He’s bang on—the suit is versatile, apt for most occasions and not swayed by fashion trends (can’t say the same about your B’Berry, can you?). And a good specimen can be obtained in most budgets. Raymond’s most inexpensive custom-made suits can start from Rs3,500; at Zegna, an off-the-rack suit can go up to Rs1,50,000, while a made-to-measure piece could max at Rs4,50,000. At the Canali store in Mumbai, the best-sellers are the entry-level suits, priced at Rs60,000.
Getting the suit right is not really as difficult as one would imagine, because the Italians—who make suits just like they make wines, better than anyone else in the world—have come ashore. At Mumbai’s Hilton Towers, luxury suit-maker Brioni is opening up where the second Hugo Boss store used to sit, Canali’s been here for more than two years and will open a second store in Delhi later this year, Zegna shut their franchised store at Crossroads, Mumbai, more than a year ago, only to announce that a 3,000sq ft store would be opening soon in The Taj Mahal Palace and Tower’s heritage wing.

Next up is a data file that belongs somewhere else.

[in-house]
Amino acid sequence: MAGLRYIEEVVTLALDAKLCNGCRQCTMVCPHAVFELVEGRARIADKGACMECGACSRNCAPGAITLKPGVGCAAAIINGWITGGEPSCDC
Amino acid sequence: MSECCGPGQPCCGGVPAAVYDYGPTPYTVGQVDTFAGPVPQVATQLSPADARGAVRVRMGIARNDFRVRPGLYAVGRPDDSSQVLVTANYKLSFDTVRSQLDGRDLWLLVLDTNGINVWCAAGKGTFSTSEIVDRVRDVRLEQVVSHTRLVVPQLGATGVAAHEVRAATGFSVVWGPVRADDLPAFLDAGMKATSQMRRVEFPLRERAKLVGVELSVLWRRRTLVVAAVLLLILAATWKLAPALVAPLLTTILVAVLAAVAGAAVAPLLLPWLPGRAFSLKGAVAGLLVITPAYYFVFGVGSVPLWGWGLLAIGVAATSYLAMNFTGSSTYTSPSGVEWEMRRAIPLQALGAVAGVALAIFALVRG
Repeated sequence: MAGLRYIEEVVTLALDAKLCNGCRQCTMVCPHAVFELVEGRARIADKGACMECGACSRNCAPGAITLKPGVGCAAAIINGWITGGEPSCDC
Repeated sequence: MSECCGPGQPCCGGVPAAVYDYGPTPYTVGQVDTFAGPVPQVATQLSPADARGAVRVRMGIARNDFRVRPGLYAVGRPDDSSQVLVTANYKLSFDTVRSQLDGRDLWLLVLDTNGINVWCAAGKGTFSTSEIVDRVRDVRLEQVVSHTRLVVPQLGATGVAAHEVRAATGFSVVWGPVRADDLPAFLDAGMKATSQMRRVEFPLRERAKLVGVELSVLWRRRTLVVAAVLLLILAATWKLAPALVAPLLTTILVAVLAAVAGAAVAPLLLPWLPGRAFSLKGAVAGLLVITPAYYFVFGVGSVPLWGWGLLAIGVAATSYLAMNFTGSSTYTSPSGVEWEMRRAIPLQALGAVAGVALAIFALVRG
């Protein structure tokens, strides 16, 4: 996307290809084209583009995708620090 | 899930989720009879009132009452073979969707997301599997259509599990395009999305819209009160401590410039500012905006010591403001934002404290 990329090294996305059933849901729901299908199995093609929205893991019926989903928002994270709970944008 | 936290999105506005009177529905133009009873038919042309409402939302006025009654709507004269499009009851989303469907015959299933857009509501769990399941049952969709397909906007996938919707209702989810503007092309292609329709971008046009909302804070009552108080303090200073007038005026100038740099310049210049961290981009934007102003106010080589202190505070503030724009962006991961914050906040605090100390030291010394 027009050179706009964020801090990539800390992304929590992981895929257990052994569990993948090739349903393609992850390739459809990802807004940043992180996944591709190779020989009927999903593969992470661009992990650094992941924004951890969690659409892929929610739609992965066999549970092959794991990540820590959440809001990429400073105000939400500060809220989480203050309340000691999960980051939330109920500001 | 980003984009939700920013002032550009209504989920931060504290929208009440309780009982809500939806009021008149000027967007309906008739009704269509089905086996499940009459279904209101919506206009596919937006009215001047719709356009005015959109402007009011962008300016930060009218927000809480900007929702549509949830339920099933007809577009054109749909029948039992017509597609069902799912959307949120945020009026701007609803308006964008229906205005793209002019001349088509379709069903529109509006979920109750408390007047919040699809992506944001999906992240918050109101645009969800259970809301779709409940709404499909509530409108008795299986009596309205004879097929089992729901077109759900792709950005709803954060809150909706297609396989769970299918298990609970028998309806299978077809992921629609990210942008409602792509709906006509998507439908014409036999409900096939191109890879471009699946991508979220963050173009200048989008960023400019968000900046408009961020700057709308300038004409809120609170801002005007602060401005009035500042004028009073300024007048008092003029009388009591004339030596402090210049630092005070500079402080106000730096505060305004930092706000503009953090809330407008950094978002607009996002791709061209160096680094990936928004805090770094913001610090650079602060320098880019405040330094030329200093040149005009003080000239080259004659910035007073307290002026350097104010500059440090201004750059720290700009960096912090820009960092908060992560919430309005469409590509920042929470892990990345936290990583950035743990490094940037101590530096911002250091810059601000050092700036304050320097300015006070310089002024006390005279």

And they don’t mind sharing their expertise. Vimal Suitings recently got over Maurizio Bonas, a master craftsman from Florence, so he could teach the art of crafting an Italian jacket to Indian suit-makers. His big tip: The lining is as important as the suit fabric. Using a quality lining, such as Bemberg, helps give the coat a light seam. “Most tailors save costs on this and the suit is not constructed as well as it could have been,” says Bonas.
But this Italian invasion isn’t taking away from local stalwarts. Everyone knows that there’s no place like Raymond’s for a quick fix. Their tailoring department reported a 30% increase in production in the past year and the brand is adding 45 stores to the 315 that already exist.